|Matthew Henry's Concise Commentary|
4:1-7 The prophet's spirit was willing to attend, but the flesh was weak. We should beg of God that, whenever he speaks to us, he would awaken us, and we should then stir up ourselves. The church is a golden candlestick, or lamp-bearer, set up for enlightening this dark world, and holding forth the light of Divine revelation. Two olive trees were seen, one on each side the candlestick, from which oil flowed into the bowl without ceasing. God brings to pass his gracious purposes concerning his church, without any art or labour of man; sometimes he makes use of his instruments, yet he needs them not. This represented the abundance of Divine grace, for the enlightening and making holy the ministers and members of the church, and which cannot be procured or prevented by any human power. The vision assures us that the good work of building the temple, should be brought to a happy end. The difficulty is represented as a great mountain. But all difficulties shall vanish, and all the objections be got over. Faith will remove mountains, and make them plains. Christ is our Zerubbabel; mountains of difficulty were in the way of his undertaking, but nothing is too hard for him. What comes from the grace of God, may, in faith, be committed to the grace of God, for he will not forsake the work of his own hands.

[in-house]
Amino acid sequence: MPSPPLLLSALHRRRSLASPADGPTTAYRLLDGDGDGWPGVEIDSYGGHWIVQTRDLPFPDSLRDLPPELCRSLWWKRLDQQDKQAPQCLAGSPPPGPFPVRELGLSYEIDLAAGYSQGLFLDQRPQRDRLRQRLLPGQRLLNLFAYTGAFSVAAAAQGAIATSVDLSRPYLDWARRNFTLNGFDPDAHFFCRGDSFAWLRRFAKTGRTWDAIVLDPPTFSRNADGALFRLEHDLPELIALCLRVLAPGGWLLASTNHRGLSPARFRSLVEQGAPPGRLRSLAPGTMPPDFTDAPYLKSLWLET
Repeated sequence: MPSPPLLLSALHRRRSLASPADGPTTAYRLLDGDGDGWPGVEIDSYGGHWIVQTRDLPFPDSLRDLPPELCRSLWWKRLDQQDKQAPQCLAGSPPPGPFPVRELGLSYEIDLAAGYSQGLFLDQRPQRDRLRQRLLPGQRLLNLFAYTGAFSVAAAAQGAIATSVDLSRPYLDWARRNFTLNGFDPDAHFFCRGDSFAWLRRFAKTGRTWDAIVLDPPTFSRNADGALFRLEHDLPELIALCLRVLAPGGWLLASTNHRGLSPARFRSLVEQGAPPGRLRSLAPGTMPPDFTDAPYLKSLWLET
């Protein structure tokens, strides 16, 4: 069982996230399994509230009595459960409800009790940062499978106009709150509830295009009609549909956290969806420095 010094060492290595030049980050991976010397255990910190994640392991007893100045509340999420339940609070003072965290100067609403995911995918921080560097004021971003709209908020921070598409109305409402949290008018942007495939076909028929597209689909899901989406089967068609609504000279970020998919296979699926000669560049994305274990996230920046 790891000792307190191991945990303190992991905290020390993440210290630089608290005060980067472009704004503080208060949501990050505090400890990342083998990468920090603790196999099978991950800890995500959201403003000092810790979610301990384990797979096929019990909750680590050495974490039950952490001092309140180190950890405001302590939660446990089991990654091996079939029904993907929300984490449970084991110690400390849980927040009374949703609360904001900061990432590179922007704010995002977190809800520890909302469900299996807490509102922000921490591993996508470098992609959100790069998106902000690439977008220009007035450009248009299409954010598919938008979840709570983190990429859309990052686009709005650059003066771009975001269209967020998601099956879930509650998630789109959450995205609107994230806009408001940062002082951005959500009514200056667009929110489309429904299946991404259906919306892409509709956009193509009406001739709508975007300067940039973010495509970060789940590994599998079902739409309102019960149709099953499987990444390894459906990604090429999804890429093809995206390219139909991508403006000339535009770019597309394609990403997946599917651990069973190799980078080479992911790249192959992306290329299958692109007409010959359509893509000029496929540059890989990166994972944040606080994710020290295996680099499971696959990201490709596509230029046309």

Verse 3. - Two olive trees. These, as explained in ver. 12, discharged the oil from their fruit-bearing branches into conduits which led to the central reservoir. Without man's agency the oil is separated from the berry and keeps the lamps constantly supplied (comp. Revelation 2:4).
Gill's Exposition of the Entire Bible
And the two olive trees by it,.... Which are explained in; see Gill on Zechariah 4:14,
one upon the right side of the bowl, and the other upon the left side thereof; in Zechariah 4:11 they are said to be on the right and left sides of the bowl or candlestick, which is the same; for the situation of them was alike, with respect to the one and the other: according to Fortunatus Scacchus, these two olive trees did not arise out of the earth, and the top of the candlestick; but out of the base of the candlestick, one on the right hand of the bowl, which hung in the middle of the candlestick; and the other on the left (o), of which he has given the figure.
(o) Ibid. (Sacer. Elaeochrism, Myrothec. l. 1.) c. 12. p. 62.
Jamieson-Fausset-Brown Bible Commentary
3. two olive trees—supplying oil to the bowl. The Holy Ghost, who fills with His fulness Messiah (the anointed: the "bowl"), from whom flow supplies of grace to the Church.
by it—literally, "upon it," that is, growing so as somewhat to overtop it. For the explanation of the "two" see Zec 4:12, 14.
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